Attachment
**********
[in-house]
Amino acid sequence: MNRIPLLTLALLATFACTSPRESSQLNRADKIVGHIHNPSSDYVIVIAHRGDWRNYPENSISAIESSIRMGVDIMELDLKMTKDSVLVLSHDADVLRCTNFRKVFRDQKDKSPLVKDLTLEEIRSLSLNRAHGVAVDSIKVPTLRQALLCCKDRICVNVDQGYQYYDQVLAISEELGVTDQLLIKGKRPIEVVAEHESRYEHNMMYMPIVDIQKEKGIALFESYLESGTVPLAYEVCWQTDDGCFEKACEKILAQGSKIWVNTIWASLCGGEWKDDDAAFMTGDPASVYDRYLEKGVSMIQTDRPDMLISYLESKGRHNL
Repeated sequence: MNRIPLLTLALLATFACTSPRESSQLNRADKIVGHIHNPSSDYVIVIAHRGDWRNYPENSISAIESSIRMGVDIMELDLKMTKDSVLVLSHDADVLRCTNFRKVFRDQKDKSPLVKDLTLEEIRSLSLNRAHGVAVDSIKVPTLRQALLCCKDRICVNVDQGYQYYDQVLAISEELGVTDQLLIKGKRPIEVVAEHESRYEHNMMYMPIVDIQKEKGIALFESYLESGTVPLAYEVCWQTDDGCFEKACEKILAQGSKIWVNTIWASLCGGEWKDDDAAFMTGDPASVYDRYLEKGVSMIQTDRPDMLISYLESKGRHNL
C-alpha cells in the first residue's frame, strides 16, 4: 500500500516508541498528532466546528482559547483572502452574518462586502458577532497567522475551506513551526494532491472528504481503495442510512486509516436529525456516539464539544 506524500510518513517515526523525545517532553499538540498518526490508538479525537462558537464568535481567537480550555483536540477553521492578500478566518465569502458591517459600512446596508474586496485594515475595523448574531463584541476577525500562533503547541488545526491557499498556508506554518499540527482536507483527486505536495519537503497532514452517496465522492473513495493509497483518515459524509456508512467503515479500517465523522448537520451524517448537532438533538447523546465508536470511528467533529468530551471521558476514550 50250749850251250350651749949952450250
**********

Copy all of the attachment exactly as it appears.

[in-house]
Amino acid sequence: MNRIPLLTLALLATFACTSPRESSQLNRADKIVGHIHNPSSDYVIVIAHRGDWRNYPENSISAIESSIRMGVDIMELDLKMTKDSVLVLSHDADVLRCTNFRKVFRDQKDKSPLVKDLTLEEIRSLSLNRAHGVAVDSIKVPTLRQALLCCKDRICVNVDQGYQYYDQVLAISEELGVTDQLLIKGKRPIEVVAEHESRYEHNMMYMPIVDIQKEKGIALFESYLESGTVPLAYEVCWQTDDGCFEKACEKILAQGSKIWVNTIWASLCGGEWKDDDAAFMTGDPASVYDRYLEKGVSMIQTDRPDMLISYLESKGRHNL
Repeated sequence: MNRIPLLTLALLATFACTSPRESSQLNRADKIVGHIHNPSSDYVIVIAHRGDWRNYPENSISAIESSIRMGVDIMELDLKMTKDSVLVLSHDADVLRCTNFRKVFRDQKDKSPLVKDLTLEEIRSLSLNRAHGVAVDSIKVPTLRQALLCCKDRICVNVDQGYQYYDQVLAISEELGVTDQLLIKGKRPIEVVAEHESRYEHNMMYMPIVDIQKEKGIALFESYLESGTVPLAYEVCWQTDDGCFEKACEKILAQGSKIWVNTIWASLCGGEWKDDDAAFMTGDPASVYDRYLEKGVSMIQTDRPDMLISYLESKGRHNL
C-alpha cells in the first residue's frame, strides 16, 4: 500500500516508541498528532466546528482559547483572502452574518462586502458577532497567522475551506513551526494532491472528504481503495442510512486509516436529525456516539464539544 506524500510518513517515526523525545517532553499538540498518526490508538479525537462558537464568535481567537480550555483536540477553521492578500478566518465569502458591517459600512446596508474586496485594515475595523448574531463584541476577525500562533503547541488545526491557499498556508506554518499540527482536507483527486505536495519537503497532514452517496465522492473513495493509497483518515459524509456508512467503515479500517465523522448537520451524517448537532438533538447523546465508536470511528467533529468530551471521558476514550 50250749850251250350651749949952450250